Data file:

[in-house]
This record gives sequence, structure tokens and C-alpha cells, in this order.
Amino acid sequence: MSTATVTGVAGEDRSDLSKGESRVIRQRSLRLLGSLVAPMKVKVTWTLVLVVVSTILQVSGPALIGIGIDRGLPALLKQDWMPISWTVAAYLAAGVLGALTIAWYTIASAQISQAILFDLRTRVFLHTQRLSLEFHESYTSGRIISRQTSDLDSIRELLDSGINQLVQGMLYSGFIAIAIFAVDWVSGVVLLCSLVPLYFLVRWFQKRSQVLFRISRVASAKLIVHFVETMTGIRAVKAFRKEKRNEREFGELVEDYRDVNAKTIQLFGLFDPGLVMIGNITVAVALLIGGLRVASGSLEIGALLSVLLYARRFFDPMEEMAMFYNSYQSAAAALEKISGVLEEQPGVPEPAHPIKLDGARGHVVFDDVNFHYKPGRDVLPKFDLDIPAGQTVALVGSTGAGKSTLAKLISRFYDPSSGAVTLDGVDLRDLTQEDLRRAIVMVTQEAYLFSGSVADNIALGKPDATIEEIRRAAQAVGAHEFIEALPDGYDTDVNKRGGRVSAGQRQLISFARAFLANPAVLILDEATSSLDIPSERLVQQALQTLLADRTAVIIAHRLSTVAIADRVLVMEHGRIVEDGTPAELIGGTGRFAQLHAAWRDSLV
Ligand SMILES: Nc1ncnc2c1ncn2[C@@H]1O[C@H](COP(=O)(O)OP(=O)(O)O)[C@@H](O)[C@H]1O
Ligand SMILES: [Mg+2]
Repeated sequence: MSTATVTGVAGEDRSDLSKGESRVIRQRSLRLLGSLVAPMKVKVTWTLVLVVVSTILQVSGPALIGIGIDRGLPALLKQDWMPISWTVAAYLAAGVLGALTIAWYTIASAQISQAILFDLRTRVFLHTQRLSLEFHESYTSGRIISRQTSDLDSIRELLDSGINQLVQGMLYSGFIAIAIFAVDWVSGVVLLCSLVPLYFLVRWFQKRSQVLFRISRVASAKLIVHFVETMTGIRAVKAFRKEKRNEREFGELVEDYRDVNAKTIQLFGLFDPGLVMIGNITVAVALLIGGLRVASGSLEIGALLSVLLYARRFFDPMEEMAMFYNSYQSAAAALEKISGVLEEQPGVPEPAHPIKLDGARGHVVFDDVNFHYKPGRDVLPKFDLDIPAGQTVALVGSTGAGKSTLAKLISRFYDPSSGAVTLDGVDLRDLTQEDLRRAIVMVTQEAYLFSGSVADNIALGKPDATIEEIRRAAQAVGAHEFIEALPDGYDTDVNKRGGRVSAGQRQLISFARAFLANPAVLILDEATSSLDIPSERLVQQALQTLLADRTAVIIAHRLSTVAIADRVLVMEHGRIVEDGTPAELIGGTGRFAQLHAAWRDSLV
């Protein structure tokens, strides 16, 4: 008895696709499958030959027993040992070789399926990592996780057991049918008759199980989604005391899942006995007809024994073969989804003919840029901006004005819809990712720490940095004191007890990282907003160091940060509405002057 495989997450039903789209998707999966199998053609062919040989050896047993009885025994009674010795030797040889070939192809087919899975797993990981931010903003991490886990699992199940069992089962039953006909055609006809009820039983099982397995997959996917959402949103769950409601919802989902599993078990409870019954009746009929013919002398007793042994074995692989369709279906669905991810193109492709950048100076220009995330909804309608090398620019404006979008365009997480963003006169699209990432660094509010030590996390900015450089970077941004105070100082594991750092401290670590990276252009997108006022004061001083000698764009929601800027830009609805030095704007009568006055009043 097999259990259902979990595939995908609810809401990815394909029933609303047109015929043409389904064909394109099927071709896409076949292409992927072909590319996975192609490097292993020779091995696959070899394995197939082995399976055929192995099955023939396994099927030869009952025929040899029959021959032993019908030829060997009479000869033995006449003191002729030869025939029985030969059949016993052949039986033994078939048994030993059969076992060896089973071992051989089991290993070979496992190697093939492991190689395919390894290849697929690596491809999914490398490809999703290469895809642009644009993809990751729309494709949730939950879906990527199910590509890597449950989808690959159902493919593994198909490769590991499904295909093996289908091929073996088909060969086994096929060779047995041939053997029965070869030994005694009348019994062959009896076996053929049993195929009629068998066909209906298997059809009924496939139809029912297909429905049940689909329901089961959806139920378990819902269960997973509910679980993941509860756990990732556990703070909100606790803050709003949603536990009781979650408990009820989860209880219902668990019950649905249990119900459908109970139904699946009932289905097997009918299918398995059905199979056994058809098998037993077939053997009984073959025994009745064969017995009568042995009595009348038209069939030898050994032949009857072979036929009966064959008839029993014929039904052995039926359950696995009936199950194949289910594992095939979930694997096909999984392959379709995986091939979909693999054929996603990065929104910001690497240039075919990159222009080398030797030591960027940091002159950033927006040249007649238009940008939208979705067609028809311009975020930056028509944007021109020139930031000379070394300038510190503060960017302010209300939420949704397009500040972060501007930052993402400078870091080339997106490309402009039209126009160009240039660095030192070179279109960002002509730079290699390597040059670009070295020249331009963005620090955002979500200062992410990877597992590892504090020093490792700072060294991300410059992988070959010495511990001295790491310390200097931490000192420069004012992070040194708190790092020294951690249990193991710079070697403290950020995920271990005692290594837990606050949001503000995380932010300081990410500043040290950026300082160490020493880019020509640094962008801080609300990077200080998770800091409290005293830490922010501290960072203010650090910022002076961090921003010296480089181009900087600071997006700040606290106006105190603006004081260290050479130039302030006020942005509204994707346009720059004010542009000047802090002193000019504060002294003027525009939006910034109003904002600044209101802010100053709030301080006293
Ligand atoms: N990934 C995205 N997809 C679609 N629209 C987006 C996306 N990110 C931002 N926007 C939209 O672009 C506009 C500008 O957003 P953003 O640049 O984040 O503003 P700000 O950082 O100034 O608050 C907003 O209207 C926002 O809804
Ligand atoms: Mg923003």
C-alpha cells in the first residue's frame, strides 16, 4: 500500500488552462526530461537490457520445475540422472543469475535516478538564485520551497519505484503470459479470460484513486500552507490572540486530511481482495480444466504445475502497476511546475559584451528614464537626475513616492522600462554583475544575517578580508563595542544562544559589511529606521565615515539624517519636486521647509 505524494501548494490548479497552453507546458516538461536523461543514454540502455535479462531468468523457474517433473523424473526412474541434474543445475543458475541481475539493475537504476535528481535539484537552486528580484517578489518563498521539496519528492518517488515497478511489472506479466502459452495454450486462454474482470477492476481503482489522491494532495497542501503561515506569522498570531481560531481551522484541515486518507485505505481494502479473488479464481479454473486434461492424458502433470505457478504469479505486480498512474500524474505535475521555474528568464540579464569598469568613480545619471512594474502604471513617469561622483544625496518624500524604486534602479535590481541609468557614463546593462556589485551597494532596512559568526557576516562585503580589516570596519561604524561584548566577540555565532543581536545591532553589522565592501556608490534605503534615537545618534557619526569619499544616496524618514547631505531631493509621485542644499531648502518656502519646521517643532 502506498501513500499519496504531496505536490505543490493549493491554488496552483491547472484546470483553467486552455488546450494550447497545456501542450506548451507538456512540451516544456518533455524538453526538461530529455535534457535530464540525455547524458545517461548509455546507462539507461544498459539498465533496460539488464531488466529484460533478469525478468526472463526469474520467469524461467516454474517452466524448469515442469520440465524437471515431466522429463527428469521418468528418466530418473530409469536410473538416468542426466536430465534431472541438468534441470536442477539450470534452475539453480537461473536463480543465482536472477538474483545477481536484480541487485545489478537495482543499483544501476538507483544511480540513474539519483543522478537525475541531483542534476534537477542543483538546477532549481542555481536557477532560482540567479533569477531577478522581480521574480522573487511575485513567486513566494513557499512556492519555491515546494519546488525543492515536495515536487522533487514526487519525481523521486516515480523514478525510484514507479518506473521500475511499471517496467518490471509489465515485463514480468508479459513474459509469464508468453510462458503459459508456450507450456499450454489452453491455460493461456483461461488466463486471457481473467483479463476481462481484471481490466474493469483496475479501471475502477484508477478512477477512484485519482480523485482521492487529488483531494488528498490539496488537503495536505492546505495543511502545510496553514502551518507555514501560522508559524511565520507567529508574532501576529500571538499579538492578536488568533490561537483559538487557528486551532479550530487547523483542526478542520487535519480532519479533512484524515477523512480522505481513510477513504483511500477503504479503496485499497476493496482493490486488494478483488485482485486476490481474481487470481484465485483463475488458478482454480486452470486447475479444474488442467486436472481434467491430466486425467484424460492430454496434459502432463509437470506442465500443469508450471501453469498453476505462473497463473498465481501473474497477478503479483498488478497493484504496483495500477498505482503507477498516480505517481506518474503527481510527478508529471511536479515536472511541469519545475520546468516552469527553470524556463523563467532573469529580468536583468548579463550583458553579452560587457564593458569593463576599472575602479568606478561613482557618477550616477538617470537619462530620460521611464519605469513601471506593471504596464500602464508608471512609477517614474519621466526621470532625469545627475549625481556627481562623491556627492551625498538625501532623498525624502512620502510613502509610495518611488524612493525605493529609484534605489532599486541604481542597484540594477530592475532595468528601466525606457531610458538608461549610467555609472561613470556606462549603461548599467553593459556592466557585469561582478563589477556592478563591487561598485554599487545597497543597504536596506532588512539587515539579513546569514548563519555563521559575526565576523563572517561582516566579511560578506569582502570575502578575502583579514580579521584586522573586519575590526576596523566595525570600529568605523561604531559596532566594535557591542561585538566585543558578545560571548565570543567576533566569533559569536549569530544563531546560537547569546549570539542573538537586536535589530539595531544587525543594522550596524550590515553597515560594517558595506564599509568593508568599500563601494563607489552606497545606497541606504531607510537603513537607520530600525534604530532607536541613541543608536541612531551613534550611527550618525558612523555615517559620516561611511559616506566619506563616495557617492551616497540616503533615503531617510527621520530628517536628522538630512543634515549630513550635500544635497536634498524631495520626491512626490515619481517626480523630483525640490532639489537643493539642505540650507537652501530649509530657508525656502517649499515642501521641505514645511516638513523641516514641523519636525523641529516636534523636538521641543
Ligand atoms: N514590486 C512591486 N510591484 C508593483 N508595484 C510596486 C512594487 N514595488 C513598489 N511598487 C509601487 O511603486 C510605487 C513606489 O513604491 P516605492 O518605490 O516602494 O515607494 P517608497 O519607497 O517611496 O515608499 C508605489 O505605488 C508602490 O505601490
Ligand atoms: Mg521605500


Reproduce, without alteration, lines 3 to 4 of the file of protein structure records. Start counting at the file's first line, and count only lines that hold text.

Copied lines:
Amino acid sequence: MSTATVTGVAGEDRSDLSKGESRVIRQRSLRLLGSLVAPMKVKVTWTLVLVVVSTILQVSGPALIGIGIDRGLPALLKQDWMPISWTVAAYLAAGVLGALTIAWYTIASAQISQAILFDLRTRVFLHTQRLSLEFHESYTSGRIISRQTSDLDSIRELLDSGINQLVQGMLYSGFIAIAIFAVDWVSGVVLLCSLVPLYFLVRWFQKRSQVLFRISRVASAKLIVHFVETMTGIRAVKAFRKEKRNEREFGELVEDYRDVNAKTIQLFGLFDPGLVMIGNITVAVALLIGGLRVASGSLEIGALLSVLLYARRFFDPMEEMAMFYNSYQSAAAALEKISGVLEEQPGVPEPAHPIKLDGARGHVVFDDVNFHYKPGRDVLPKFDLDIPAGQTVALVGSTGAGKSTLAKLISRFYDPSSGAVTLDGVDLRDLTQEDLRRAIVMVTQEAYLFSGSVADNIALGKPDATIEEIRRAAQAVGAHEFIEALPDGYDTDVNKRGGRVSAGQRQLISFARAFLANPAVLILDEATSSLDIPSERLVQQALQTLLADRTAVIIAHRLSTVAIADRVLVMEHGRIVEDGTPAELIGGTGRFAQLHAAWRDSLV
Ligand SMILES: Nc1ncnc2c1ncn2[C@@H]1O[C@H](COP(=O)(O)OP(=O)(O)O)[C@@H](O)[C@H]1O